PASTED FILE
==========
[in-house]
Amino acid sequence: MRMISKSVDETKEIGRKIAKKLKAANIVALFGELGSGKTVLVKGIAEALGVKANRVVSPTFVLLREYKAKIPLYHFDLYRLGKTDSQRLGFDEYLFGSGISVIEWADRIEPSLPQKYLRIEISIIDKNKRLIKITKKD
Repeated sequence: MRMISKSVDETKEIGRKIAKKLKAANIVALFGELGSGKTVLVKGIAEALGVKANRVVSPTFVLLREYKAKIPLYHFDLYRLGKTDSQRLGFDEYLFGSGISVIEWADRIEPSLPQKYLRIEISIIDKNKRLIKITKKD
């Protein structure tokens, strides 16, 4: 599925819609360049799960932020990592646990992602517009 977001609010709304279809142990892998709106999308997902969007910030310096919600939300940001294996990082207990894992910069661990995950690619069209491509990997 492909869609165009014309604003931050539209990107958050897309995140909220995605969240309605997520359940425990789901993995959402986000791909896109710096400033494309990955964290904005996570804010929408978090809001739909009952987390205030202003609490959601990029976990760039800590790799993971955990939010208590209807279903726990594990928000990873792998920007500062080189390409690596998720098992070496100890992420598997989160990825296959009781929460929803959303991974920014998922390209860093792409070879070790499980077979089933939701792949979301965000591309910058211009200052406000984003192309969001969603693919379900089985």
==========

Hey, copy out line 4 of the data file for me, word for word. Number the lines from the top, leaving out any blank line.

């Protein structure tokens, strides 16, 4: 599925819609360049799960932020990592646990992602517009 977001609010709304279809142990892998709106999308997902969007910030310096919600939300940001294996990082207990894992910069661990995950690619069209491509990997 492909869609165009014309604003931050539209990107958050897309995140909220995605969240309605997520359940425990789901993995959402986000791909896109710096400033494309990955964290904005996570804010929408978090809001739909009952987390205030202003609490959601990029976990760039800590790799993971955990939010208590209807279903726990594990928000990873792998920007500062080189390409690596998720098992070496100890992420598997989160990825296959009781929460929803959303991974920014998922390209860093792409070879070790499980077979089933939701792949979301965000591309910058211009200052406000984003192309969001969603693919379900089985």